Gambrell, who was joined by Rep. Elijah Cummings, D-Md., announced the awards at an NMTC-funded renovation project, the American Brewery building in Baltimore, Md. The American Brewery now serves as the headquarters of Humanim Inc., a not-for-profit social and human services provider. City First Bank and the National Trust Community Investment Corporation, both 2010 NMTC awardees, provided NMTCs to the 1887 building in 2008 and 2009. Since completing the renovations, Humanim has provided clinical support services and employment programs to more than 1,500 people.

“The whole jobs/employment angle appealed to us,” Marie Bibbs, City First’s executive vice president and director of its NMTC program, said of the American Brewery project. “The neighborhood was completely distressed.” She added that the tax credits have enabled the CDE and its parent organization, City First Bank of DC, to increase their influence in low-income areas by providing NMTCs and traditional commercial debt to projects and businesses.

More Awards, More Opportunities
Congress authorized $3.5 billion for the 2010 NMTC funding round in December 2010, when it extended the NMTC program. The CDFI Fund had anticipated receiving $5 billion and had allocated credits accordingly. Upon learning that it had $1.5 billion less, the CDFI Fund requested comments from industry participants. Industry groups said that they would prefer that the CDFI Fund reduce the amount of the awards rather than the number of allocatees. This resulted in average award amounts being lower than in other allocation rounds.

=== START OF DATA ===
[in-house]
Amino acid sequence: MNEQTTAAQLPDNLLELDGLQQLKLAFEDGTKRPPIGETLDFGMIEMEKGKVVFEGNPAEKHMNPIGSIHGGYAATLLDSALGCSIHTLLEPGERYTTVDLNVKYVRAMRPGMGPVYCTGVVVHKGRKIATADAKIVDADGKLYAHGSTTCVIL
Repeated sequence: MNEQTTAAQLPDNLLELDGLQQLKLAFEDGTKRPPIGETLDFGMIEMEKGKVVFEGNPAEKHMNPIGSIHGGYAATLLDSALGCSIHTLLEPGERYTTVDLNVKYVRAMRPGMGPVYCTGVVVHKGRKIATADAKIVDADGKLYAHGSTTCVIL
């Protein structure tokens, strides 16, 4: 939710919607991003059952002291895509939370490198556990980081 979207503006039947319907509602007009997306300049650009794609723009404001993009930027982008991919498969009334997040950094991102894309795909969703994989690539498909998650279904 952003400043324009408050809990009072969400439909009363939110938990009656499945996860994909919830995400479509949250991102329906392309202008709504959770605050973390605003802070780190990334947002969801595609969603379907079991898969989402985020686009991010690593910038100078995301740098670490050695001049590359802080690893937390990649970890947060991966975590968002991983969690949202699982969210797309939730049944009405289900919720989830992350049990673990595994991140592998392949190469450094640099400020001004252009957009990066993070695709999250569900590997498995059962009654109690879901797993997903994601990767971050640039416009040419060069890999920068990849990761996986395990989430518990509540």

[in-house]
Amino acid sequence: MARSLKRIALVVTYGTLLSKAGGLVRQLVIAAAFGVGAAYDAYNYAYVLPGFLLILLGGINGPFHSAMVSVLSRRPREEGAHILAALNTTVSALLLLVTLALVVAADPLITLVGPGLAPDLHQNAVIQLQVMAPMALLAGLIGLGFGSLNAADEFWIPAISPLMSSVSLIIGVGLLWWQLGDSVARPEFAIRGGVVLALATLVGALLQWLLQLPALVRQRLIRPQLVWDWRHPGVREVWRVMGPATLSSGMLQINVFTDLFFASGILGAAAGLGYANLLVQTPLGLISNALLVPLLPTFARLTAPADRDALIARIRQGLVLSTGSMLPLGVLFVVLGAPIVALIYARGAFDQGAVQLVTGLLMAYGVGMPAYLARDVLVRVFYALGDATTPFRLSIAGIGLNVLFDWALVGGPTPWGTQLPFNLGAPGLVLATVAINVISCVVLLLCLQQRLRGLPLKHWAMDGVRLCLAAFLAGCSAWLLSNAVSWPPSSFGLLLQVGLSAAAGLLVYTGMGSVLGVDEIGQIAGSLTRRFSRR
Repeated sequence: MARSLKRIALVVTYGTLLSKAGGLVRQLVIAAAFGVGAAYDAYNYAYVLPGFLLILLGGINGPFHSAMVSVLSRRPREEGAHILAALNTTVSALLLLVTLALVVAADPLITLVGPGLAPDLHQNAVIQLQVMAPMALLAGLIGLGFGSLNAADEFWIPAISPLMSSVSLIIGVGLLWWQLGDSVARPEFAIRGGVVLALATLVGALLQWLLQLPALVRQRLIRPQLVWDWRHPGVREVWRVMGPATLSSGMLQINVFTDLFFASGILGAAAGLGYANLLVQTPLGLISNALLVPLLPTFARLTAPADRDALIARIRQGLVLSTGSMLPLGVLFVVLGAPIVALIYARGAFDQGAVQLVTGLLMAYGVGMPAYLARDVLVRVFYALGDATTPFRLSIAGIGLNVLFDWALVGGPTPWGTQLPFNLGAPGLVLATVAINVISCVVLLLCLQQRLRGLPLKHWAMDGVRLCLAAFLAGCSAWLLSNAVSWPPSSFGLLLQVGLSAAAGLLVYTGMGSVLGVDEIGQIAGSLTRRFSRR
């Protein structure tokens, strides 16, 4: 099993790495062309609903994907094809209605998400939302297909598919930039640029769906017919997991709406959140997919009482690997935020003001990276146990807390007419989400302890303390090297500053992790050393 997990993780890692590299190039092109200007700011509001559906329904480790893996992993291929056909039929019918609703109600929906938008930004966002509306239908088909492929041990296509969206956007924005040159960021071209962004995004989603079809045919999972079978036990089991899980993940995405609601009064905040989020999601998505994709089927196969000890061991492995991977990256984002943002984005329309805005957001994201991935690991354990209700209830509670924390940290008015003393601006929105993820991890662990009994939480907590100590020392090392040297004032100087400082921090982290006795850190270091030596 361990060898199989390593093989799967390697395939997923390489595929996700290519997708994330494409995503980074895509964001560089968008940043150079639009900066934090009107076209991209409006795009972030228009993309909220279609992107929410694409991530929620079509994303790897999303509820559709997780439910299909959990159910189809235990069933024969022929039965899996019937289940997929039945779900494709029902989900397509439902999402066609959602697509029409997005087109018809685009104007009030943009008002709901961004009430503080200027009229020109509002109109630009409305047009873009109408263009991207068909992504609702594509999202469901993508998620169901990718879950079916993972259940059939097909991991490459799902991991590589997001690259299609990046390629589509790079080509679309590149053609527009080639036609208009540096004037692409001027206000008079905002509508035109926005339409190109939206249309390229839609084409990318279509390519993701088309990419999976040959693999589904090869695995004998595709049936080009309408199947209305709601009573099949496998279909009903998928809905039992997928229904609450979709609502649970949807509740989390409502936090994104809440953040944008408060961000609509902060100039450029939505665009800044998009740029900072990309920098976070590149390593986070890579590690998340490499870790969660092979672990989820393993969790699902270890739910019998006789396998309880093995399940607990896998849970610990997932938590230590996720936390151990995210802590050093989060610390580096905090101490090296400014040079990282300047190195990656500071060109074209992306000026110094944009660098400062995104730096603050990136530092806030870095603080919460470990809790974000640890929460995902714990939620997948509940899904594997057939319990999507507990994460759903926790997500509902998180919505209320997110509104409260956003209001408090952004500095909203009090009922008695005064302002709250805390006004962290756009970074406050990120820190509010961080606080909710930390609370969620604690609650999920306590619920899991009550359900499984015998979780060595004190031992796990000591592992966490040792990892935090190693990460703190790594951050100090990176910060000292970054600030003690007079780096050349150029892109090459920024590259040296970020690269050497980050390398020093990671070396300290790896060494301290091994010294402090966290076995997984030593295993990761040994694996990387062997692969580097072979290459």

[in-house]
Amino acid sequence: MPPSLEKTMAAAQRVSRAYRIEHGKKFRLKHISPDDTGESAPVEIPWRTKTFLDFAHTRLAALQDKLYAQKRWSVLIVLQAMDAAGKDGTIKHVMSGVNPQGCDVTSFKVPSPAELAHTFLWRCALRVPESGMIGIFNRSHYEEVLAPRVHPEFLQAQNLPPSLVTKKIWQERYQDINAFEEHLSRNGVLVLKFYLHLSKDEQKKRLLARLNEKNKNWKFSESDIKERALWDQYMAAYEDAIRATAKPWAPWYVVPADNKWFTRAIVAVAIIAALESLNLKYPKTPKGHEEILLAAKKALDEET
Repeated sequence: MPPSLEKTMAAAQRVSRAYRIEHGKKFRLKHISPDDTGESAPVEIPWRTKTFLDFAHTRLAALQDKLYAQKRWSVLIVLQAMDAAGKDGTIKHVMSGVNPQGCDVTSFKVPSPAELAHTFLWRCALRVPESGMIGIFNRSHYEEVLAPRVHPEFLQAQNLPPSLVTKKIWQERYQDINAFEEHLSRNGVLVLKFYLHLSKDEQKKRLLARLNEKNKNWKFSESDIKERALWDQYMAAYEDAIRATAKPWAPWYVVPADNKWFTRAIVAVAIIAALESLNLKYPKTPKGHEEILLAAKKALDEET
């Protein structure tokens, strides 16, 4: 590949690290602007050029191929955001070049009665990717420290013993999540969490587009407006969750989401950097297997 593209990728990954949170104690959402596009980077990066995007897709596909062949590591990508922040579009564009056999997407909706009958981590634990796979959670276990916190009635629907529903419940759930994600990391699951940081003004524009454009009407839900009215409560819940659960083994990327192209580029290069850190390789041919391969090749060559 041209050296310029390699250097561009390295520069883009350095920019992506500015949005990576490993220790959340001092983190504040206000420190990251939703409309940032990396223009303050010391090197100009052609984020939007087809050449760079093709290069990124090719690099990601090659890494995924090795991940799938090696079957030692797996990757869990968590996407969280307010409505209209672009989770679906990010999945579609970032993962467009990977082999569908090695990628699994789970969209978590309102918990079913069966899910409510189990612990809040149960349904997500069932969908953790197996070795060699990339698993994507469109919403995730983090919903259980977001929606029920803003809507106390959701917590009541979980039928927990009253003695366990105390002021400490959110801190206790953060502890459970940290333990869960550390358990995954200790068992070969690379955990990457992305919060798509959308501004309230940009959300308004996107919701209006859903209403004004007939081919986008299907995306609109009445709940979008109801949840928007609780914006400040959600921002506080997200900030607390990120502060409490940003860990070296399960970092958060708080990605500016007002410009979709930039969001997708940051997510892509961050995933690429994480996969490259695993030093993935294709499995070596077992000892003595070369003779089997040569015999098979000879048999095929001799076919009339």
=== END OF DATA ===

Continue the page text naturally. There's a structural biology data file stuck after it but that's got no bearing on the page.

The Clearinghouse CDFI’s CEO Douglas J. Bystry, Waveland Community Development LLC’s CEO Rick Hayes and Enterprise’s Wesolowski saw the larger number of CDEs receiving allocation as positive; a way that will allow more people and communities to benefit from the program.

“There are positives to having more people and communities [win awards],” Waveland’s Hayes said. He added that Waveland anticipated using its $42 million allocation to fund projects that it has in its pipeline.

Several allocatees said that they would partner with other CDEs on larger projects or use their awards to fund smaller projects.

“We hope to leverage it over a greater number of projects by teaming up” with other allocatees, said LIIF’s Latimer-Nelligan.

In addition to collaborating on larger projects, The Clearinghouse CDFI would like to use its $35 million allocation to fund smaller projects. “We’re going to really be looking hard at impact. We’ll really focus on … highly impactful projects … in low-income communities,” said Bystry.

For more information about the 2010 NMTC allocation round, please visit the New Markets Tax Credit Resource Center at